A New American Dream: Call It Crowd Power

Written by David Michaelis

Crowdfunding is turning the traditional economics of building a startup on its head. Check out our analysis — and the Crowd Power infographic — for ideas.

aNewDomain.net — Ten billion dollars is the latest estimate for the value and power of global crowdfunding. Check out the Crowd Power infographic, below. In the past five years the crowdfunding industry has undergone remarkable growth. That $10 billion has gone towards funding startups and small businesses. And there’s a myriad of platforms available today that will help your idea share in the wealth.

On a wide scale, crowd power and crowd wisdom get you instant feedback on whether you’re project has a real shot at success — or whether you’re just in blue-sky mode. Check out the Crowd Power infographic below. Scroll below the fold for more analysis.

Crowd Power: What Is Crowdfunding? [INFOGRAPHIC]

The crowdfunding industry’s exceptional growth is not likely to slow down anytime soon. It’s expected to grow by 92 percent this year alone.

That’s explosive growth. And it’s part of  an Internet-central bottom-up movement that disrupts classic business pathways like no tomorrow. Crowdfunding helps make many new ideas applicable in the market place.

As Devin Thorpe of Forbes put it: “Crowdfunding is going mainstream.”

Democratic Capitalism In Action

We live in a culture that emphasizes hierarchy, heroes and leaders – often at the expense of our own sense of self-worth or confidence. Just seven years ago the term crowdsourcing was coined by Jeff Howe. In a 2006 article in Wired, he used the term to describe the growing trend of seeking knowledge and creativity from the general public as opposed to using financial, marketing and startup gurus.

The concept of crowdsourcing flips hierarchy on its head, transforming ordinary people into active participants in the creation of culture, art, and even public policy. It creates a role for individuals and small companies to play in fields once exclusive to just a small few.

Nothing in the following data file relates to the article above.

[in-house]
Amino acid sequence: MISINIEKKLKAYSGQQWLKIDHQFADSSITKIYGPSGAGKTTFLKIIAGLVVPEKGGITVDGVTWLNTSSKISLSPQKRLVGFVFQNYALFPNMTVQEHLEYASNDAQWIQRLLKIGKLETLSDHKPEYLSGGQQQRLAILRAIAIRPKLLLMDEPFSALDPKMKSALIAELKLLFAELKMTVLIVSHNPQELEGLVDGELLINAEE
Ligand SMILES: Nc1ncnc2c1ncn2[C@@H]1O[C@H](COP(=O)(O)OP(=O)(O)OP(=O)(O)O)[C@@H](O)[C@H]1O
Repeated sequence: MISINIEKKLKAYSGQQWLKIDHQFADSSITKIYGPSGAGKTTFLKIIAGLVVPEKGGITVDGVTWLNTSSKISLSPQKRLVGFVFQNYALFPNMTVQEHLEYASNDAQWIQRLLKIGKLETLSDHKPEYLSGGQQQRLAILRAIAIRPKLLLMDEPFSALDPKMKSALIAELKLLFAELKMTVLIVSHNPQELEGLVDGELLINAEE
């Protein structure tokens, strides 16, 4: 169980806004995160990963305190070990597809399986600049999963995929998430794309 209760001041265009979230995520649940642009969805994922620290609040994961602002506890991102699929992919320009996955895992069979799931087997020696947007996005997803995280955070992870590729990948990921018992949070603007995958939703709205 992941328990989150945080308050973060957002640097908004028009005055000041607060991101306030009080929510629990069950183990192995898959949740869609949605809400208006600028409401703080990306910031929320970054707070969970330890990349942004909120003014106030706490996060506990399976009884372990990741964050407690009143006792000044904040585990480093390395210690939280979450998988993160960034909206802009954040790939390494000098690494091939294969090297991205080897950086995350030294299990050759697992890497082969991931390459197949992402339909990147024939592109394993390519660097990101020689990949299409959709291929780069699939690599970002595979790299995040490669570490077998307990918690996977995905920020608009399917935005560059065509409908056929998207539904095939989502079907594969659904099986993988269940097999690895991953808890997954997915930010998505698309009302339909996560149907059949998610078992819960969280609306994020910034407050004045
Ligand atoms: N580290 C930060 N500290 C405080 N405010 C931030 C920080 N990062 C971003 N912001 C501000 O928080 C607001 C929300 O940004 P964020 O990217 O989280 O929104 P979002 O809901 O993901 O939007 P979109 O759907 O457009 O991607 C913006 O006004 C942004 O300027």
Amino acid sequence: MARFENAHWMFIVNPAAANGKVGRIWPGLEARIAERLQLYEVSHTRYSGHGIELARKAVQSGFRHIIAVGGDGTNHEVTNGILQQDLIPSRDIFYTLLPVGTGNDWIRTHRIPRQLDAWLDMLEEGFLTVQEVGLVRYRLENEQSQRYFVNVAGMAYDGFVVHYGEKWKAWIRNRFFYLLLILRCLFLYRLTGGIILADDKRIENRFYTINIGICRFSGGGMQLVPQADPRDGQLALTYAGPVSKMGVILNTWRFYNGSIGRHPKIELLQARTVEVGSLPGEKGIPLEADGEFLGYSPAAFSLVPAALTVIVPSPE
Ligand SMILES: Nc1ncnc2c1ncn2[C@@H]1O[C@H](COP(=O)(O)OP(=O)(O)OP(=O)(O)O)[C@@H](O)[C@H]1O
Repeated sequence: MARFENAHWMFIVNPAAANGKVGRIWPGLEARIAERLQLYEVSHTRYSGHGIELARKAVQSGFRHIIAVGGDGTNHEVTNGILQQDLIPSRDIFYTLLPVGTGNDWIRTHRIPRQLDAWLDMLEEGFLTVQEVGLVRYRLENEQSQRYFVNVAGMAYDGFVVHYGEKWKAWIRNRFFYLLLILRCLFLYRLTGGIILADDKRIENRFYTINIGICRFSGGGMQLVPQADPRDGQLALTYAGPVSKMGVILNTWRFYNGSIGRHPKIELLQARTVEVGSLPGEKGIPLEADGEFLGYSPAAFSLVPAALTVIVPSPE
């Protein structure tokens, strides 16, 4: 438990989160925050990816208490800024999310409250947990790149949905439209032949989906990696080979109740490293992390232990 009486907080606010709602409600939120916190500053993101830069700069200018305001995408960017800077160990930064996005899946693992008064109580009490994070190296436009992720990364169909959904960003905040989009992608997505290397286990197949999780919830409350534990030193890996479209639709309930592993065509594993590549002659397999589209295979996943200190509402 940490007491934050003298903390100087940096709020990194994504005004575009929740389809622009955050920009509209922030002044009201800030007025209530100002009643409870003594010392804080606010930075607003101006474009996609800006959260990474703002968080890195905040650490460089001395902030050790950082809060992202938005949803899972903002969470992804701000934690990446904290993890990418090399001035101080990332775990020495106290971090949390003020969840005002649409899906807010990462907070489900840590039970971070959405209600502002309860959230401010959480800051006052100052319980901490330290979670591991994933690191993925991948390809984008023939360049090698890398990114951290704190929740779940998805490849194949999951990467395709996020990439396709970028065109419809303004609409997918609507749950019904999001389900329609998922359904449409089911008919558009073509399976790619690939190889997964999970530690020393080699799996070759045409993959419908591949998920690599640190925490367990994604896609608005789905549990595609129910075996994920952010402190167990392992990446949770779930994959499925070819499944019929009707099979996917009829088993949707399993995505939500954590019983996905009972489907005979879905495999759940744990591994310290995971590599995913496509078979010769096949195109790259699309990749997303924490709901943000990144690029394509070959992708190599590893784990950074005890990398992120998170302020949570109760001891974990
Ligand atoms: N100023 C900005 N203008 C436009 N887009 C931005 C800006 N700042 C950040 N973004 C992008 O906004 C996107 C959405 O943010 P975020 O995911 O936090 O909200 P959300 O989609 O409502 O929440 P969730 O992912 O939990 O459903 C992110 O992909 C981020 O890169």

Private companies are beginning to see the power of crowdsourcing as they use these platforms to reach out to employees and customers for feedback and fresh ideas.

It makes sense. The most-innovative ideas don’t always, or even usually, come from the guys sitting in a board room. People who actually use and sell a company’s products have valuable hands-on experience and future-facing outlooks based on their experience.

Says Indiegogo founder Slava Rubin:

(Last year) was a banner year for crowdfunding as we saw the world grow increasingly comfortable voting with their dollar to fund what matters to them. At Indiegogo, the number of campaigns on our platform grew across industries and geographies. Since equity crowdfunding hit the national agenda two years ago, Indiegogo has grown by more than 1000 percent, clearly demonstrating that democratizing funding is a great thing for our economy.”

Consider that for every $37,702 invested in startups, one new job is created. Using that math, it’s possible to estimate that crowdfunding in 2014 will produce about 270,000 new jobs in the United States alone.

This also means that, if the growth rate remains the same, by 2020 crowdfunding will have created more than 2 million new jobs. The overall economic value of the industry is expected to reach approximately $3.2 trillion by 2020, ceteris paribus.

Whether these numbers will be the reality in the near term depends on the actors and stakeholders who, right now, have the power and voice to shape the existing and future market. It’s well worth considering how to leverage crowdfunding for your business.

For aNewDomain.net, I’m David Michaelis.

Based in Australia, David Michaelis is a world-renowned international journalist and founder of Link Tv. At aNewDomain.net, he covers the global beat, focusing on politics and other international topics of note for our readers in a variety of forums. Email him atDavidMc@aNewDomain.net.

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